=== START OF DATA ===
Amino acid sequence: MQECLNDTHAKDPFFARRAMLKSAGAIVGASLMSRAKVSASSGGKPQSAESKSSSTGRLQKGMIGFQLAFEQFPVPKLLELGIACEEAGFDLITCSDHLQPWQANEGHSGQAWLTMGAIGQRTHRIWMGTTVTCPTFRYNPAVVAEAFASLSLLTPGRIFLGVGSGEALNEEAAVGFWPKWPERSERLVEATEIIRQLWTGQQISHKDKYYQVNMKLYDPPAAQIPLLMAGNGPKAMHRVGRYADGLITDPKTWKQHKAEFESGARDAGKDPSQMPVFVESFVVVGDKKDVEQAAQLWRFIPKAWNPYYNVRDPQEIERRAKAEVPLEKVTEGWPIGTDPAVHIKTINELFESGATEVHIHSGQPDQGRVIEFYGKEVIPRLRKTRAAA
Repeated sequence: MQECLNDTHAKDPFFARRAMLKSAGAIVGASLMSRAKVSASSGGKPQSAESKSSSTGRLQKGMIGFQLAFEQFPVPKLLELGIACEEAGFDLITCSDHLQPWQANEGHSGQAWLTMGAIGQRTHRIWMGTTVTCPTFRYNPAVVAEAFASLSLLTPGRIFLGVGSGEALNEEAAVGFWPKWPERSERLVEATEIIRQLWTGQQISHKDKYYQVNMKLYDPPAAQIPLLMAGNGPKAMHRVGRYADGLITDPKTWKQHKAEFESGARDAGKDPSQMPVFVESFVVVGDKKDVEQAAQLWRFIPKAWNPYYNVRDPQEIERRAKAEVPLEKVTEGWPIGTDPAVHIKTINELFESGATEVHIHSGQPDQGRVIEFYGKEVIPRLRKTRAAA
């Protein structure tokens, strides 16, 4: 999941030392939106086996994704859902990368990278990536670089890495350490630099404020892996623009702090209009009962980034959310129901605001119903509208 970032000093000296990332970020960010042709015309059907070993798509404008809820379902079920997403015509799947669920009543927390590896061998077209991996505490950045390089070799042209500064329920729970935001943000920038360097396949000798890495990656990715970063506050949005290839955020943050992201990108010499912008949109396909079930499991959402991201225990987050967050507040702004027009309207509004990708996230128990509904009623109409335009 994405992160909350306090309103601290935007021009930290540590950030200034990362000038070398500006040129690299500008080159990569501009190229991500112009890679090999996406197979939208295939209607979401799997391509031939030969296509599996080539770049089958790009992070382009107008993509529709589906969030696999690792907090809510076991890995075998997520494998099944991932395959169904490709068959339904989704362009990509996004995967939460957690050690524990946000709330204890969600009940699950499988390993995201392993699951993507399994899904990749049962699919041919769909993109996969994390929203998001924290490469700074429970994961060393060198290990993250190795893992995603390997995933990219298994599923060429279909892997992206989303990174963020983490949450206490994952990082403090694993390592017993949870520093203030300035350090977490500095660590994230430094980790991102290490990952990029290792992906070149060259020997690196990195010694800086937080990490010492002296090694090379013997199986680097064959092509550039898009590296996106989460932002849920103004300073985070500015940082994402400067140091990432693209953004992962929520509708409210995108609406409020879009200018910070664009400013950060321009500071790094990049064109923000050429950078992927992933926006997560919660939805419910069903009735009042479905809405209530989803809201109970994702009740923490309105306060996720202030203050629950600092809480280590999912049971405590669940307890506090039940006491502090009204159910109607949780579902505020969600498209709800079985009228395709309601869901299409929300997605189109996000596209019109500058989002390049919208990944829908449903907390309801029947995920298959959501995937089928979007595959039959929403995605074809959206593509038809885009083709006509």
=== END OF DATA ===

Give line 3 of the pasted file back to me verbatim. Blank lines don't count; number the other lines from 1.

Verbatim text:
């Protein structure tokens, strides 16, 4: 999941030392939106086996994704859902990368990278990536670089890495350490630099404020892996623009702090209009009962980034959310129901605001119903509208 970032000093000296990332970020960010042709015309059907070993798509404008809820379902079920997403015509799947669920009543927390590896061998077209991996505490950045390089070799042209500064329920729970935001943000920038360097396949000798890495990656990715970063506050949005290839955020943050992201990108010499912008949109396909079930499991959402991201225990987050967050507040702004027009309207509004990708996230128990509904009623109409335009 994405992160909350306090309103601290935007021009930290540590950030200034990362000038070398500006040129690299500008080159990569501009190229991500112009890679090999996406197979939208295939209607979401799997391509031939030969296509599996080539770049089958790009992070382009107008993509529709589906969030696999690792907090809510076991890995075998997520494998099944991932395959169904490709068959339904989704362009990509996004995967939460957690050690524990946000709330204890969600009940699950499988390993995201392993699951993507399994899904990749049962699919041919769909993109996969994390929203998001924290490469700074429970994961060393060198290990993250190795893992995603390997995933990219298994599923060429279909892997992206989303990174963020983490949450206490994952990082403090694993390592017993949870520093203030300035350090977490500095660590994230430094980790991102290490990952990029290792992906070149060259020997690196990195010694800086937080990490010492002296090694090379013997199986680097064959092509550039898009590296996106989460932002849920103004300073985070500015940082994402400067140091990432693209953004992962929520509708409210995108609406409020879009200018910070664009400013950060321009500071790094990049064109923000050429950078992927992933926006997560919660939805419910069903009735009042479905809405209530989803809201109970994702009740923490309105306060996720202030203050629950600092809480280590999912049971405590669940307890506090039940006491502090009204159910109607949780579902505020969600498209709800079985009228395709309601869901299409929300997605189109996000596209019109500058989002390049919208990944829908449903907390309801029947995920298959959501995937089928979007595959039959929403995605074809959206593509038809885009083709006509």